Does Disability Insurance Receipt Discourage Work? Using Examiner Assignment to Estimate Causal Effects of SSDI Receipt
We present the first causal estimates of the effect of Social Security Disability Insurance benefit receipt on labor supply using all program applicants. We use new administrative data to match applications to disability examiners, and exploit variation in examiners’ allowance rates as an instrument for benefit receipt. We find that among the estimated 23% of applicants on the margin of program entry, employment would have been 28 percentage points higher had they not received benefits. The effect is heterogeneous, ranging from no effect for those with more severe impairments to 50 percentage points for entrants with relatively less severe impairments.
- Determining the impact of SSDI on the employment and earnings of beneficiaries has been difficult since unobserved severity is likely positively correlated with SSDI receipt.
- We take advantage of a unique workload management database to match SSDI applicants to disability examiners, and use systematic variation in allowance rates by disability examiner that is uncorrelated with individual applicants’ severity in order to estimate the labor supply effects of SSDI.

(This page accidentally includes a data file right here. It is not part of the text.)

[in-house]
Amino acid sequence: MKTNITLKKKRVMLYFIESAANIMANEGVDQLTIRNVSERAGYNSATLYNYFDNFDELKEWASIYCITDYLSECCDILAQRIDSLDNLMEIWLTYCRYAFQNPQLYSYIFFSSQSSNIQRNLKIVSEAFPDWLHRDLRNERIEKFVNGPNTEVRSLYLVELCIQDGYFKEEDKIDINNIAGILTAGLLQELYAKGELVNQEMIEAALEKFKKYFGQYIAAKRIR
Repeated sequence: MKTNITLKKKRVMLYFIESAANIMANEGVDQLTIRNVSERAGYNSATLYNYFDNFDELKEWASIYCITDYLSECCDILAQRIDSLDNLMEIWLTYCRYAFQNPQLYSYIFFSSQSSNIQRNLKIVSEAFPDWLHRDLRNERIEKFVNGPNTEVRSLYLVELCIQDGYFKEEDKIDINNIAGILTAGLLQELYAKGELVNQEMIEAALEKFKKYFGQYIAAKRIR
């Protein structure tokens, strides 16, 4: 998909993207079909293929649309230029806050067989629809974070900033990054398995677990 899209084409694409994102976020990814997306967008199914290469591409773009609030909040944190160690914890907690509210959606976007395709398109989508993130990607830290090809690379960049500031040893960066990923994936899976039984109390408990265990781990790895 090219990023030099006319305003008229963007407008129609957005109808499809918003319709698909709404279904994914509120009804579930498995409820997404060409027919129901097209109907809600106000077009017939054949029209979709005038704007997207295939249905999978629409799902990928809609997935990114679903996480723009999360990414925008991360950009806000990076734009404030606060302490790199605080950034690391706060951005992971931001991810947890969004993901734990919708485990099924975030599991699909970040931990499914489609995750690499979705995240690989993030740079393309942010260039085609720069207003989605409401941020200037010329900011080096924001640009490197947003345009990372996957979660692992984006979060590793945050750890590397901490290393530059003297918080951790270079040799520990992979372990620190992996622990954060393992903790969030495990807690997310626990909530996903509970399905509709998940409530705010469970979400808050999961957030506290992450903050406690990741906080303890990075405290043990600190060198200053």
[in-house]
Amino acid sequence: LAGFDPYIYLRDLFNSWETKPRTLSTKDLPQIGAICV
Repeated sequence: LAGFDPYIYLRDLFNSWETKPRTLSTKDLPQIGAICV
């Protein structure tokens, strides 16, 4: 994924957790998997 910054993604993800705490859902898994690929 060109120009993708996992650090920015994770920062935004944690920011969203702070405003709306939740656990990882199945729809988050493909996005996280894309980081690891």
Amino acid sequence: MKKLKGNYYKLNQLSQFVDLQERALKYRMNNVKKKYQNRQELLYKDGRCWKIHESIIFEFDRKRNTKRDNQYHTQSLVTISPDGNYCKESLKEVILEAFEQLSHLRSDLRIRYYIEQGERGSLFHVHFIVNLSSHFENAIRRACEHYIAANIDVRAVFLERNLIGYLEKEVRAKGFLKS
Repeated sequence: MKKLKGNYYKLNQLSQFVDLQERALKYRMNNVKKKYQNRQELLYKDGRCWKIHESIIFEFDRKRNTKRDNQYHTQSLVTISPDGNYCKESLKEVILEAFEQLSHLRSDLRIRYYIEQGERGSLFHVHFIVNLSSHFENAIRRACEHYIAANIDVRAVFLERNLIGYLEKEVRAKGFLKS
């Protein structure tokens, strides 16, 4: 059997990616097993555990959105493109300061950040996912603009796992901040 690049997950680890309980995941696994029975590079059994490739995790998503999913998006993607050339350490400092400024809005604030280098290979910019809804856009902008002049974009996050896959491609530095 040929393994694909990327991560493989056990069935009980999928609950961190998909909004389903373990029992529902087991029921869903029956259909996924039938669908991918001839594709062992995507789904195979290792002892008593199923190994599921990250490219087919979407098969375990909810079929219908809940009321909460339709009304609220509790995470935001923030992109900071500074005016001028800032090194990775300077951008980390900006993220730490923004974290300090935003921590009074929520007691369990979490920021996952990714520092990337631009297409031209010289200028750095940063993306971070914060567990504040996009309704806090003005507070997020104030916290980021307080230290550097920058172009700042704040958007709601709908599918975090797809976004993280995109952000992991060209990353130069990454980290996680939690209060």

- Among the estimated 23 percent of applicants on the margin of program entry, employment would be on average 28 percent greater in the absence of SSDI benefit receipt. The applicant’s likelihood of engaging in substantial gainful activity as defined by the SSDI program would be on average 19 percent higher, and he or she would earn on average $3,781 more per year in the absence of SSDI benefits.
- The disincentive effect of SSDI on employment varies across individuals with impairments of different degrees of unobservable severity, ranging from no effect for those with more severe impairments to 50 percentage points for those with less severe impairments.
Full TextDownload PDF
Paper IDWP 2010-241